The second mistake came when the White House senior staff discovered that the initiative would be controversial. Much of the early controversy arose over homosexual rights, and the White House, Mr. Kuo included, underestimated the mendacity of then-Senate Majority Leader Tom Daschle (D.-S.D.). Who could possibly elevate pandering to the homosexual advocacy community over helping the poor? Asked and answered. Then came ill-advised comments in the press by staff of the OFBCI. Once the West Wing decided the initiative would not be an unmitigated political plus, their enthusiasm evaporated. From that point on, expectations of the initiative were low and oversight of the OFBCI inadequate.
Meanwhile, offices of faith-based and community initiatives had been created in those cabinet departments with the greatest domestic profile. These offices successfully pursued the reform of regulations so as to end discrimination against faith communities as deliverers of social services. Mr. Kuo makes no mention of this.
Moreover, a new attitude of openness to partnerships with faith communities and other community organizations infused the whole of the executive branch. In hundreds of uncounted ways (ways which should have been counted), senior leaders across the federal government sought to involve faith-based and community organizations in their programs, out of fidelity to the President’s vision. Mr. Kuo makes no mention.
And in the departmental faith-based offices, exciting innovation in the delivery of social services through non-traditional partnerships has occurred. Such efforts could serve as new models of responding to human need. Again, Mr. Kuo makes no mention.
Perhaps Mr. Kuo was genuinely unaware of the impact the initiative was having throughout government. Perhaps these activities did not meet his definition of what matters. There is a distinctly superficial quality to Mr. Kuo’s understanding of the governing process. His oft-repeated intention to help people in need is lofty and admirable. But in the end, it is only an intention, an intention expressed through speeches, congressional testimony and legislation. It is a quintessentially Washingtonian intentionality. Words do not improve the lives of people in need—the intention to do good is not sufficient justification. Even well-crafted legislation is, at best, the starting point. Genuine impact comes only with implementation, the grimly, unglamorous task of making a program achieve its intended objectives. There are no Klieg lights where the encounter with the person in need occurs.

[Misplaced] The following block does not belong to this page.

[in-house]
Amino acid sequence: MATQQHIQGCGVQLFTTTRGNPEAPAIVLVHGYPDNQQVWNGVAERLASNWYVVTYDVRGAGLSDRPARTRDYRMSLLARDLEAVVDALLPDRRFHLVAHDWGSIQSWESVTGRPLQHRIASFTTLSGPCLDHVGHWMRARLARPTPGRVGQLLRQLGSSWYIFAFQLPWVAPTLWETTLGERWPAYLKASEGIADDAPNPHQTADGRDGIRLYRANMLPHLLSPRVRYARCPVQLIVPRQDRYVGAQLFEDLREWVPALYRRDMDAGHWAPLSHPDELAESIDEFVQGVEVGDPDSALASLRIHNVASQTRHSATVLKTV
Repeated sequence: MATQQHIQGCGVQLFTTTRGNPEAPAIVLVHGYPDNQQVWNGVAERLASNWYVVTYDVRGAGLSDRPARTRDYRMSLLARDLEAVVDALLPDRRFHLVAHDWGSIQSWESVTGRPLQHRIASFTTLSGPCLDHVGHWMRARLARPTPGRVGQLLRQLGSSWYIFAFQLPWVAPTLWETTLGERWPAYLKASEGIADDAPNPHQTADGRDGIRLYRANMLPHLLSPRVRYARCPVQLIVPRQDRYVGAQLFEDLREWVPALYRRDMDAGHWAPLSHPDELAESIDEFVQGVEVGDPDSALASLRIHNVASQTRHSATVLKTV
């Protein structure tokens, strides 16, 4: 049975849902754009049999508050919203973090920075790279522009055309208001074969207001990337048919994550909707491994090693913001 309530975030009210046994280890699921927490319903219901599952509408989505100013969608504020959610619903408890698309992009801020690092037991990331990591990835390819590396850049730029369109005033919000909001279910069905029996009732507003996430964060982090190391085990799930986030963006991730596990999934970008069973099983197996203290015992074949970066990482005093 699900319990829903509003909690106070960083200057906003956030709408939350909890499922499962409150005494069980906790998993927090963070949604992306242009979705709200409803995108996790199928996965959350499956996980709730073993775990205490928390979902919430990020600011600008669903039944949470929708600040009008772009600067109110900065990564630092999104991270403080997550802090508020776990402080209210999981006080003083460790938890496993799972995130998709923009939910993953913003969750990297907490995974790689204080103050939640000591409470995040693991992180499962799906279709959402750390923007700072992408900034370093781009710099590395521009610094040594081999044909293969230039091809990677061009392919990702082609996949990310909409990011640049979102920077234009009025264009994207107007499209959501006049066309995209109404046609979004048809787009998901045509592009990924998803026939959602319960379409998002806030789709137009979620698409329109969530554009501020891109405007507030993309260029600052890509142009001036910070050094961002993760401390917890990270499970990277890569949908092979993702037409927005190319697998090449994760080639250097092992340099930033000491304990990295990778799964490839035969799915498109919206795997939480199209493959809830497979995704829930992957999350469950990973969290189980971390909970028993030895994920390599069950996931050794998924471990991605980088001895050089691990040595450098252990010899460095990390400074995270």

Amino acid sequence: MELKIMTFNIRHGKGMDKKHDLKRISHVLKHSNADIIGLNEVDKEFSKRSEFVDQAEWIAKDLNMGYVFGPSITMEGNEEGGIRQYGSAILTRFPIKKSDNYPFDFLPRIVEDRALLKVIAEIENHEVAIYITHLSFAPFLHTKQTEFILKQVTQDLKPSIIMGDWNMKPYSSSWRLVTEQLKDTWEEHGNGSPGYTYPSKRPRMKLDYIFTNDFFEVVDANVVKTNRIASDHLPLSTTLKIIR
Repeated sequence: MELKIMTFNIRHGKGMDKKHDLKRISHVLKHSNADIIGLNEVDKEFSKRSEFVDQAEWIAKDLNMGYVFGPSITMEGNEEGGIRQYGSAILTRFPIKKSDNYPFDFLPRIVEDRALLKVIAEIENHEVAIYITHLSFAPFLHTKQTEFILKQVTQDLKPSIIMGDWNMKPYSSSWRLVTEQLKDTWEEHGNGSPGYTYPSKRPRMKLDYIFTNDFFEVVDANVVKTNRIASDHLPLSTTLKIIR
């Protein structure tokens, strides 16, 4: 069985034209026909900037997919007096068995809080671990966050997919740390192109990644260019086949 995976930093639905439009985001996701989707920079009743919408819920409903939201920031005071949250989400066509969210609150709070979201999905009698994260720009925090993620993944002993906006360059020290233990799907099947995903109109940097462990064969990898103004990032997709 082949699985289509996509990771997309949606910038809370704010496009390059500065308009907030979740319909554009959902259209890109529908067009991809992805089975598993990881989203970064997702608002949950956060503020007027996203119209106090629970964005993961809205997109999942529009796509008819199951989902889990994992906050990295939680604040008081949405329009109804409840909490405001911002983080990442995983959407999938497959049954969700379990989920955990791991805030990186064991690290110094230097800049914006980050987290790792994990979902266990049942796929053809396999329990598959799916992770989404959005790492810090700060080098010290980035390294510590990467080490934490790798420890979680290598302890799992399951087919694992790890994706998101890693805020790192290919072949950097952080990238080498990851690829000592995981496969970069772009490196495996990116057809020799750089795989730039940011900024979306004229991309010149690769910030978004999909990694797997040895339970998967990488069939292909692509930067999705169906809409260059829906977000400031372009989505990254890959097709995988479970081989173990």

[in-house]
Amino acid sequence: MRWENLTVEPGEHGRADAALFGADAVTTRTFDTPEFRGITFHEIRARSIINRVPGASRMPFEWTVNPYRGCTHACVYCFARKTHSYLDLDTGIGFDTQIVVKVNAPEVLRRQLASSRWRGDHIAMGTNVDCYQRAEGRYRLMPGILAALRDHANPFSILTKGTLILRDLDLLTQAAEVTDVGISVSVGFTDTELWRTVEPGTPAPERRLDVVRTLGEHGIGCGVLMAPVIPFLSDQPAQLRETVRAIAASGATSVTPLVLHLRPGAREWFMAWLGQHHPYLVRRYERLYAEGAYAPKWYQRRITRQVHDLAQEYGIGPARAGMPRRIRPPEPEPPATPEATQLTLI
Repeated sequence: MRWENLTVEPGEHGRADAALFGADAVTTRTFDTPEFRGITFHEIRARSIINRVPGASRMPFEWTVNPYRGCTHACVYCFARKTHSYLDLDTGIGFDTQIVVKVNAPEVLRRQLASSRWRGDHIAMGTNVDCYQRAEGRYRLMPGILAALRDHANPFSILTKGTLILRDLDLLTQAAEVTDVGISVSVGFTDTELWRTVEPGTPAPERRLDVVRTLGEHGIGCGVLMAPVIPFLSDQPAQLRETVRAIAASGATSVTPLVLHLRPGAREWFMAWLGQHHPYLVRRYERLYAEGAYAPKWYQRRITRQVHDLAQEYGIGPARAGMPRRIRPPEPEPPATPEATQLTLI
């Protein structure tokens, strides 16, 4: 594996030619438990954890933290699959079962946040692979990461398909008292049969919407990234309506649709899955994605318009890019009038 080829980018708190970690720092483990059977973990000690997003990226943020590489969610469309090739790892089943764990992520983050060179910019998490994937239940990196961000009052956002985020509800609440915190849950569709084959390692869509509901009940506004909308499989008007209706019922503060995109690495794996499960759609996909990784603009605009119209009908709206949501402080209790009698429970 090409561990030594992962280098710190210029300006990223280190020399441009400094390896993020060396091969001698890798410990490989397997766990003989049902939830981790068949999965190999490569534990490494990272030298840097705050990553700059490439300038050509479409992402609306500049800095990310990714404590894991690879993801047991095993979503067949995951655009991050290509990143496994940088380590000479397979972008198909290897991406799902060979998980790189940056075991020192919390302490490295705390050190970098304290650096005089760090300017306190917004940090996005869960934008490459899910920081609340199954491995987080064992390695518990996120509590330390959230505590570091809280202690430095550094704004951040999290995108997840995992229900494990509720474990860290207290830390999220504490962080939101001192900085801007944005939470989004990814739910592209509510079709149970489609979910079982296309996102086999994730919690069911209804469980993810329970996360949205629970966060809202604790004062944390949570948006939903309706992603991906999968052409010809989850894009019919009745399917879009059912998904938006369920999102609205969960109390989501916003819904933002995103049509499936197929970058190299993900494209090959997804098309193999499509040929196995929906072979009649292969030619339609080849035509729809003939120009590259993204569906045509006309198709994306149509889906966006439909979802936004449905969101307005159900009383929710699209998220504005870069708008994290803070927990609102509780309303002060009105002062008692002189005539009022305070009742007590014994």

A particular low of the book—loved by Bush critics—is the charge that Christian leaders were ridiculed behind their backs at the White House. Not a week went by, Mr. Kuo tells us, that he didn’t hear some comment about how annoying the Christians were. Why, one former official even called statements by the Rev. Jerry Falwell immoral and insane. Oh wait, that’s Mr. Kuo—seems something of a double standard is at work here. I would hope the White House staff did find Christian advocates annoying: It means they were doing their job. Any intimation that the President or person of influence in the West Wing harbors contempt for people of faith is pure calumny.
Mr. Kuo has had his fun. He made himself politically relevant. He enjoyed a moment of celebrity. He got to impugn the motivations and disparage the work of others. How all this helps those on the margins of our society is uncertain. How the departure of Christians and others of faith from the field of political action will protect them from the assaults from hostile secular elements of our society is similarly uncertain. What is certain is that Mr. Kuo’s obituary for the faith-based initiative and for compassionate conservatism is premature. With dedicated and effective leadership, the initiative will build upon its already considerable impact.